CHESAPEAKE, Va. (WAVY) — Two weeks after his death at the hands of police, George Floyd will be laid to rest on Tuesday.
His passing has prompted cries for reform and more accountability from those in uniform.
A massive crowd, led by the Chesapeake Coalition of Black Pastors, marched about 2.5 miles for justice Monday afternoon.
It was a peaceful but powerful demonstration that promised change is coming.
With each step they took, thousands of marchers sent a powerful message to their community.
“It’s beautiful,” said Evan Brockington. “It’s a beautiful thing to see so many of us marching in solidarity for this cause.”
Demonstrators marched for people they know.
“I’m here for my son, my husband, all of my children, all of us. We all matter,” said Valerie Glenn.
Others came to stand up for strangers.
“I hope that they’re able to see me and see that I’m on their side,” said Simon Fisher.
Pastors who spoke said the road here has been tough.
“Four hundred years later, we find that we are still shackled in the land where we are still treated as exiles,” said Dr. Sandi Hutchinson, pastor of Gabriel Chapel AME Zion Church.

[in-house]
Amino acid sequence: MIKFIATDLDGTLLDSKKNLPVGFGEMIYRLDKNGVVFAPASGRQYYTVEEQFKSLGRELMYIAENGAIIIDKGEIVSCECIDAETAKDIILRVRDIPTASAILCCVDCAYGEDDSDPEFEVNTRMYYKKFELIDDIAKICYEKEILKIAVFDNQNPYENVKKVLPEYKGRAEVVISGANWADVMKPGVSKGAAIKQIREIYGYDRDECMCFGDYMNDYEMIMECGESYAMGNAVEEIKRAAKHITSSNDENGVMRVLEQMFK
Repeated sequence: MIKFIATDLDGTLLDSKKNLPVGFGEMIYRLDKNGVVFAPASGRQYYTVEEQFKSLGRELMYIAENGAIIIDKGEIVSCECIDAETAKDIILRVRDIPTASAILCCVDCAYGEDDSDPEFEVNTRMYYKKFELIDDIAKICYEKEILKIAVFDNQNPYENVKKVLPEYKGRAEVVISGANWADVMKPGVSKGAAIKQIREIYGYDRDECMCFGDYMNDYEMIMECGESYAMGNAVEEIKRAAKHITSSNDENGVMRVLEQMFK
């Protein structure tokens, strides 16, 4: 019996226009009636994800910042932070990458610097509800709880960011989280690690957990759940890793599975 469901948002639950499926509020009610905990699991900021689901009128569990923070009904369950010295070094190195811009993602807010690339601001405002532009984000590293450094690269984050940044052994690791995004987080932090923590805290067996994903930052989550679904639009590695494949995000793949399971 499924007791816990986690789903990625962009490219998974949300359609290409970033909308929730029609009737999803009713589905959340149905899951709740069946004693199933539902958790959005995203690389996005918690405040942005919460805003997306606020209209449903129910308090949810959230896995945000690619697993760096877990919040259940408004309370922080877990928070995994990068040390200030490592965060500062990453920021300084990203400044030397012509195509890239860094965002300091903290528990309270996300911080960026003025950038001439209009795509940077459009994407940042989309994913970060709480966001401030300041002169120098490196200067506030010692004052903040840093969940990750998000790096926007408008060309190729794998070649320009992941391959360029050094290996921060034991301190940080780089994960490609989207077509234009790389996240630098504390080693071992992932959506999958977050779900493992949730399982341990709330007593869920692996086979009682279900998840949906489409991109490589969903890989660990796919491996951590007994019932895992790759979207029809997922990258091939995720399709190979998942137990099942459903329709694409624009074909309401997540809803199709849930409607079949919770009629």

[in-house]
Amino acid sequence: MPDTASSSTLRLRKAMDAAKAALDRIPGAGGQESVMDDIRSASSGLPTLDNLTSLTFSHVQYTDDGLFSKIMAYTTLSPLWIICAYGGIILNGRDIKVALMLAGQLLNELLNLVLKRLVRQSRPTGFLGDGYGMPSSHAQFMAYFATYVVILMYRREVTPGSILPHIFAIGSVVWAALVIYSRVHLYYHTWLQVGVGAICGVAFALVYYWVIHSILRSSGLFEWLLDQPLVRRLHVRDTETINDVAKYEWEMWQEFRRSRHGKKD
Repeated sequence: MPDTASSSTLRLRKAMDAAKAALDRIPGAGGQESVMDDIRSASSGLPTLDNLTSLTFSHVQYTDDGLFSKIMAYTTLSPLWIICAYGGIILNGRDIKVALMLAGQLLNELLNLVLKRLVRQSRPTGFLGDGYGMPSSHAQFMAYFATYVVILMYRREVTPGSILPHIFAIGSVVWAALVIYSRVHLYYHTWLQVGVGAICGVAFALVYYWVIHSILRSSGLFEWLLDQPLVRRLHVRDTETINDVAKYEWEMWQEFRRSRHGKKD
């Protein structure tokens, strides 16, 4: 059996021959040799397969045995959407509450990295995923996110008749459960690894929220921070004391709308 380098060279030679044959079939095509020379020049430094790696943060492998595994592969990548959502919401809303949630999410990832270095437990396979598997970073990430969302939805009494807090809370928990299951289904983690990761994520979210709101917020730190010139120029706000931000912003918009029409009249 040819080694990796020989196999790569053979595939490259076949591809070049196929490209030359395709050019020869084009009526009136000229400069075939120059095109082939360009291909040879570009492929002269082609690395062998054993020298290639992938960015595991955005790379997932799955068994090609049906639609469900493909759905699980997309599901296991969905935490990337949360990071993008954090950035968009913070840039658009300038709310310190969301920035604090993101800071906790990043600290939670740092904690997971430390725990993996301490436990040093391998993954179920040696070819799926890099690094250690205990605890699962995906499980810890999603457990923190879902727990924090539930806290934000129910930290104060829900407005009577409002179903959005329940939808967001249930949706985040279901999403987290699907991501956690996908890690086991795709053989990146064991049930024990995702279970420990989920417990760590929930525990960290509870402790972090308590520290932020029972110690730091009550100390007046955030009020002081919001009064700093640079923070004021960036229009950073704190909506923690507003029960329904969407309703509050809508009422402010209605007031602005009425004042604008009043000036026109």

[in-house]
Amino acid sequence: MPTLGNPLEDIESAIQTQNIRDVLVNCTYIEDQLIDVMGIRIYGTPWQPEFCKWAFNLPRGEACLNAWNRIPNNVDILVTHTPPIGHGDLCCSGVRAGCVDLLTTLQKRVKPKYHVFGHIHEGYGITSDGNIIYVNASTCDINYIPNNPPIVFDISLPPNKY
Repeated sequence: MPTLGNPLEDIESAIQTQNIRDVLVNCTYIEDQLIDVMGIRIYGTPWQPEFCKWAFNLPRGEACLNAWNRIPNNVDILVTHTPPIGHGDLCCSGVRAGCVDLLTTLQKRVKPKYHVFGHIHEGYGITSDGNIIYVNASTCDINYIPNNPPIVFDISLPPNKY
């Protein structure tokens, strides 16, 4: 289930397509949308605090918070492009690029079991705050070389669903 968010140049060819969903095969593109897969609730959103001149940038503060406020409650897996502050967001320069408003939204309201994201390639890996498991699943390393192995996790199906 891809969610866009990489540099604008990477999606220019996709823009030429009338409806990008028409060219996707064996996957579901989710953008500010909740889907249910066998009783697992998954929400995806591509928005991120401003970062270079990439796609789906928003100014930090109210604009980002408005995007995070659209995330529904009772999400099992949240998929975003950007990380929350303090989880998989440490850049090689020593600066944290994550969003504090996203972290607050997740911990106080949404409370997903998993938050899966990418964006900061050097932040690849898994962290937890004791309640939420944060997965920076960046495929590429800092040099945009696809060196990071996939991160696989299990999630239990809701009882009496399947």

Pastors said it’s time to put prayers into action. Congressman Bobby Scott said the work has already started with the introduction of the Justice in Policing Act.
“Continue to express the outrage,” Scott said. “We hear you and we’re going to do something about it.”
People like Marden Tynes have been here before.
“We were the first ones to integrate schools in Virginia Beach,” she said.
Tynes said the renewed movement led by a new generation is the light coming through the tunnel.
“It stops here, and I really believe we’re going to get something done,” Tynes said.
The coalition listed several things they want to happen including appointing an equality liaison in the city manager’s office to address cultural diversity issues. They also want an oversight committee for police policies and procedures.
Mayor Rick West said city officials are listening and promised to work alongside them.
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